The Search for an Honorable Exit <br />(Pageant Magazine, 1970)The Search for an Honorable Exit
(Pageant Magazine, 1970)
Using a public forum, retired U.S. Air Force General Edward Lansdale (1908 – 1987) proposed a plan for the withdrawal of American and Allied Forces from Vietnam - a plan that came to be known as "Vietnamization".
1963: A Pivotal Year  <br />(United States News, 1963)1963: A Pivotal Year
(United States News, 1963)
The 1963 struggle in Vietnam was important for a number of reasons: as the year began the world saw the first major defeat for the Army of the Republic of Vietnam at the hands of the Viet Cong guerrillas at Ap Bac. Five months later Buddhist clergymen revealed their deep distaste for the war effort which quickly resulted in the Diem administration putting numerous Buddhist pagodas to the torch. Ngo Dinh Diem himself would be put to the torch in November when he and his brother would be overthrown in an American-backed coup. Historians have long maintained that by meddling in the internal political affairs of South Vietnam, JFK had unwittingly doomed any chance for their self-reliance; following the November coup, that country became more and more reliant upon the United States - and when the U.S. abandoned the cause of a free and independent South Vietnam, their fate was sealed.
What To Do About Diem? <br />(United States News, 1963)What To Do About Diem?
(United States News, 1963)
Here is an article by a respected American journalist who was dispatched to South Vietnam in order that he might see for himself what the problems were as to why the Republic of Vietnam seemed so incapable of maintaining military dominance in the field. Everywhere he went he got the same answer:

"A highly respected professor at Saigon University [remarked]:
'If you have to make a choice between supporting the Ngo family
and withdrawing from South Vietnam, you might as well pull out.
You cannot win with the family.'"

The Difficulties of This War <br />(United States News, 1963)The Difficulties of This War
(United States News, 1963)
A highly quotable article from 1963 that articulates precisely how deeply organized the Communist guerrillas were in the Vietnam War.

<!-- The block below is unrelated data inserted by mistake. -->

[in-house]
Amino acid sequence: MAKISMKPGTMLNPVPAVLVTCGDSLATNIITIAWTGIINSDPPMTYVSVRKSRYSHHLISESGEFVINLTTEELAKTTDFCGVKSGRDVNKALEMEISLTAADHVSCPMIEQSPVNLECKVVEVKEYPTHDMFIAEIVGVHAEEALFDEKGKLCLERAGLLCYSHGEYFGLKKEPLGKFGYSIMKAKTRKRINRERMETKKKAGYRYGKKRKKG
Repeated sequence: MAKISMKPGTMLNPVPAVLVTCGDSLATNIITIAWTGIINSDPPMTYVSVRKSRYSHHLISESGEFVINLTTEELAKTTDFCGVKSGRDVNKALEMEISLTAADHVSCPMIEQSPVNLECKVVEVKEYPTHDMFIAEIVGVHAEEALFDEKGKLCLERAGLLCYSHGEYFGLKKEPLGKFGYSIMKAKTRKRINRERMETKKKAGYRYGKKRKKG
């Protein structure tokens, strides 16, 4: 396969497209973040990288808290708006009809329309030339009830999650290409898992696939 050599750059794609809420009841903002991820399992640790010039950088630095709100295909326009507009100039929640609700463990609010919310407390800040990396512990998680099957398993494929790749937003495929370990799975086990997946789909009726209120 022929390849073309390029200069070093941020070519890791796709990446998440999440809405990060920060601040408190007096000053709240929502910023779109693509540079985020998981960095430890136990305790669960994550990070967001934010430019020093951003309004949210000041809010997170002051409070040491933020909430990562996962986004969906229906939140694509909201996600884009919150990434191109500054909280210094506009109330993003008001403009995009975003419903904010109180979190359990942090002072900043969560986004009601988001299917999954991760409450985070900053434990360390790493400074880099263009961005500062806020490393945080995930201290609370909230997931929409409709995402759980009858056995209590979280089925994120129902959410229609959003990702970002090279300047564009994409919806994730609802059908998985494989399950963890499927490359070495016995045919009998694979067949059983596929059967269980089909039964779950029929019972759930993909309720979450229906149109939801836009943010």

"The Reds fight a fluid war that may last for years. They do not make the mistake of saying the war will be won in three, five or ten years."

''The Strange War the U.S. Is Not Winning'' <br />(United States News, 1963)''The Strange War the U.S. Is Not Winning''
(United States News, 1963)
"It's a dirty, vicious war that Americans are [waging] in the swamps of South Vietnam. Men forget about the politics of Saigon when they stand gun to gun with the Communist guerrillas..."
Goldwater on Vietnam <br />(Coronet Magazine, 1966)Goldwater on Vietnam
(Coronet Magazine, 1966)
Throughout the course of the Vietnam War there was no greater Hawk on Capitol Hill than United States Senator Barry Goldwater (1909 - 1998). In the attached interview from 1966 the Senator chastises President Johnson for failing to seize the initiative and correctly predicted that if the Americans did not show greater pugnacity, they would be "run out of South Vietnam".

You can read more about Senator Barry Goldwater here...

Letters from Vietnam <br />(Coronet Magazine, 1967)Letters from Vietnam
(Coronet Magazine, 1967)
"[Here is] a portrait of the war by those who know it best - the men at the front... In these affecting pages are the unadorned voices of men and women who fought – and, in some cases, fell – in America’s most controversial war. They bring new insights and imagery to a conflict that still haunts our hearts, consciences, and the conduct of our foreign policy."
''Uncle Ho Strikes Back'' <br />(Pathfinder Magazine, 1950)''Uncle Ho Strikes Back''
(Pathfinder Magazine, 1950)
Three years before the total French withdrawal from Vietnam, this one Frenchman summed up his comrade's frustrations concerning their battles against the Viet Minh:

"We can't win a guerrilla war unless we have the support of the people. Frankly, we have not got it. Hitler or the Russians could conquer this country in two months with mass executions, wholesale reprisals and concentration camps. To fight this war and remain humanitarian is difficult."

''While Brave Men Die'' <br />(American Opinion, 1967)''While Brave Men Die''
(American Opinion, 1967)
"One terrible and overwhelming fact must be faced: Our soldiers and our pilots are being maimed and killed fighting a war that they are not being allowed to win. The Johnson Administration is not keeping faith with the men who must fight this war, with the half-million super-patriots, the half-million anti-Communists, who are fighting and dying in action against the forces of the International Communist Conspiracy."